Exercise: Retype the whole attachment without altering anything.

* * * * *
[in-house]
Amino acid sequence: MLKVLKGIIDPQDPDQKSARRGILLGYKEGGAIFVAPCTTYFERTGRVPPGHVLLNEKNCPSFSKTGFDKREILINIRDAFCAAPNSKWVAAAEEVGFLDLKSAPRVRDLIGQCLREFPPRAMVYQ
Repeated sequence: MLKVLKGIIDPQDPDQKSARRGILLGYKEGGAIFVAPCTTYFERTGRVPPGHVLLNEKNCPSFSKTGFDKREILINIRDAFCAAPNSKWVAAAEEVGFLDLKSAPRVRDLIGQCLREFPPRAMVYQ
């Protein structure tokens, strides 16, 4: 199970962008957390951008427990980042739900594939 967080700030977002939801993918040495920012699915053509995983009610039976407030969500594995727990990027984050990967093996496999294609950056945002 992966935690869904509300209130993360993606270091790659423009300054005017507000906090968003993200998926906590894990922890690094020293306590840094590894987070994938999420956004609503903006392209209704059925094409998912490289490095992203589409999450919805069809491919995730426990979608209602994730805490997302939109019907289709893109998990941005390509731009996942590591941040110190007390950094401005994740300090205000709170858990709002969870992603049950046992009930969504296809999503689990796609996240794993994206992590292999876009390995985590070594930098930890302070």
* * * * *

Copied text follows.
[in-house]
Amino acid sequence: MLKVLKGIIDPQDPDQKSARRGILLGYKEGGAIFVAPCTTYFERTGRVPPGHVLLNEKNCPSFSKTGFDKREILINIRDAFCAAPNSKWVAAAEEVGFLDLKSAPRVRDLIGQCLREFPPRAMVYQ
Repeated sequence: MLKVLKGIIDPQDPDQKSARRGILLGYKEGGAIFVAPCTTYFERTGRVPPGHVLLNEKNCPSFSKTGFDKREILINIRDAFCAAPNSKWVAAAEEVGFLDLKSAPRVRDLIGQCLREFPPRAMVYQ
């Protein structure tokens, strides 16, 4: 199970962008957390951008427990980042739900594939 967080700030977002939801993918040495920012699915053509995983009610039976407030969500594995727990990027984050990967093996496999294609950056945002 992966935690869904509300209130993360993606270091790659423009300054005017507000906090968003993200998926906590894990922890690094020293306590840094590894987070994938999420956004609503903006392209209704059925094409998912490289490095992203589409999450919805069809491919995730426990979608209602994730805490997302939109019907289709893109998990941005390509731009996942590591941040110190007390950094401005994740300090205000709170858990709002969870992603049950046992009930969504296809999503689990796609996240794993994206992590292999876009390995985590070594930098930890302070």